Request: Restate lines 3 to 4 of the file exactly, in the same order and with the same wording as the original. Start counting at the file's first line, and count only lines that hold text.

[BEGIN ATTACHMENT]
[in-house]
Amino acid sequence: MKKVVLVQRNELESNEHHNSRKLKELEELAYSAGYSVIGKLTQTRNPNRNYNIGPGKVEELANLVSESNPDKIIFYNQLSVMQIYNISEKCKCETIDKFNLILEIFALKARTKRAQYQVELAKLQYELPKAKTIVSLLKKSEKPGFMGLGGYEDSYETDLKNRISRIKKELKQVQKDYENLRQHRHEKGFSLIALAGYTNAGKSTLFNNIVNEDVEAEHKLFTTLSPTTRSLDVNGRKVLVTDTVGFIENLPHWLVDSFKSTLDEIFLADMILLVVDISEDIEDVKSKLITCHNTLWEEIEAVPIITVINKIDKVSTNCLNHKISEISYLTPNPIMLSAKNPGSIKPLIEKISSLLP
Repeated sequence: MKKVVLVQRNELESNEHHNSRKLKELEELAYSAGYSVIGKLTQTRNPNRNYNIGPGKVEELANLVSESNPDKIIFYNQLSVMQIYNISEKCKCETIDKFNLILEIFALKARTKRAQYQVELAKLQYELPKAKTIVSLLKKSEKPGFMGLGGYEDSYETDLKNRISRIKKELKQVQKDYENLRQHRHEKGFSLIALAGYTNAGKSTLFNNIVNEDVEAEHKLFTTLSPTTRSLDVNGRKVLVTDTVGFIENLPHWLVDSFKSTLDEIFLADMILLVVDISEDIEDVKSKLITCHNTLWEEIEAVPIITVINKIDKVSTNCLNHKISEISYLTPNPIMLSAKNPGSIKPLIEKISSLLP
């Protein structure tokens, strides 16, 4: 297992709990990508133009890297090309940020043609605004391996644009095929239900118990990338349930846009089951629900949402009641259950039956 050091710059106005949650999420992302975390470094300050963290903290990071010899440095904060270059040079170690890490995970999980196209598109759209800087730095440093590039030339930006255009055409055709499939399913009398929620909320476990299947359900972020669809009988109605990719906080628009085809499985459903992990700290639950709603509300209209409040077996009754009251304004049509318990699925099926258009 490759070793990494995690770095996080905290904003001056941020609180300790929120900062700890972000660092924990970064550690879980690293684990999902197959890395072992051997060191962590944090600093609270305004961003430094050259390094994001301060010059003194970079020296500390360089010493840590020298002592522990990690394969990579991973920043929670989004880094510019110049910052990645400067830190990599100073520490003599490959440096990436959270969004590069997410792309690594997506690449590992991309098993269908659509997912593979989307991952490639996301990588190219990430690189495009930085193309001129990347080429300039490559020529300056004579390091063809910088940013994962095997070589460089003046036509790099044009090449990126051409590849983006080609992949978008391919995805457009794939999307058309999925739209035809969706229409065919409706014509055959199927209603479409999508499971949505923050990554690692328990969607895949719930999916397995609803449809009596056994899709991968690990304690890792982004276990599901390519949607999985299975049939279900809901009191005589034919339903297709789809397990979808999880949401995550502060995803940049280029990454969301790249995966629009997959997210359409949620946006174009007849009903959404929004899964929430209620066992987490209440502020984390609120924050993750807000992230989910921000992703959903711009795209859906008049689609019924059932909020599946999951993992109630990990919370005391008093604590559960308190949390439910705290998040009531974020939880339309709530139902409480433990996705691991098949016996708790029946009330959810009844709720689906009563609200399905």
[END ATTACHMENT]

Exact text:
Repeated sequence: MKKVVLVQRNELESNEHHNSRKLKELEELAYSAGYSVIGKLTQTRNPNRNYNIGPGKVEELANLVSESNPDKIIFYNQLSVMQIYNISEKCKCETIDKFNLILEIFALKARTKRAQYQVELAKLQYELPKAKTIVSLLKKSEKPGFMGLGGYEDSYETDLKNRISRIKKELKQVQKDYENLRQHRHEKGFSLIALAGYTNAGKSTLFNNIVNEDVEAEHKLFTTLSPTTRSLDVNGRKVLVTDTVGFIENLPHWLVDSFKSTLDEIFLADMILLVVDISEDIEDVKSKLITCHNTLWEEIEAVPIITVINKIDKVSTNCLNHKISEISYLTPNPIMLSAKNPGSIKPLIEKISSLLP
């Protein structure tokens, strides 16, 4: 297992709990990508133009890297090309940020043609605004391996644009095929239900118990990338349930846009089951629900949402009641259950039956 050091710059106005949650999420992302975390470094300050963290903290990071010899440095904060270059040079170690890490995970999980196209598109759209800087730095440093590039030339930006255009055409055709499939399913009398929620909320476990299947359900972020669809009988109605990719906080628009085809499985459903992990700290639950709603509300209209409040077996009754009251304004049509318990699925099926258009 490759070793990494995690770095996080905290904003001056941020609180300790929120900062700890972000660092924990970064550690879980690293684990999902197959890395072992051997060191962590944090600093609270305004961003430094050259390094994001301060010059003194970079020296500390360089010493840590020298002592522990990690394969990579991973920043929670989004880094510019110049910052990645400067830190990599100073520490003599490959440096990436959270969004590069997410792309690594997506690449590992991309098993269908659509997912593979989307991952490639996301990588190219990430690189495009930085193309001129990347080429300039490559020529300056004579390091063809910088940013994962095997070589460089003046036509790099044009090449990126051409590849983006080609992949978008391919995805457009794939999307058309999925739209035809969706229409065919409706014509055959199927209603479409999508499971949505923050990554690692328990969607895949719930999916397995609803449809009596056994899709991968690990304690890792982004276990599901390519949607999985299975049939279900809901009191005589034919339903297709789809397990979808999880949401995550502060995803940049280029990454969301790249995966629009997959997210359409949620946006174009007849009903959404929004899964929430209620066992987490209440502020984390609120924050993750807000992230989910921000992703959903711009795209859906008049689609019924059932909020599946999951993992109630990990919370005391008093604590559960308190949390439910705290998040009531974020939880339309709530139902409480433990996705691991098949016996708790029946009330959810009844709720689906009563609200399905």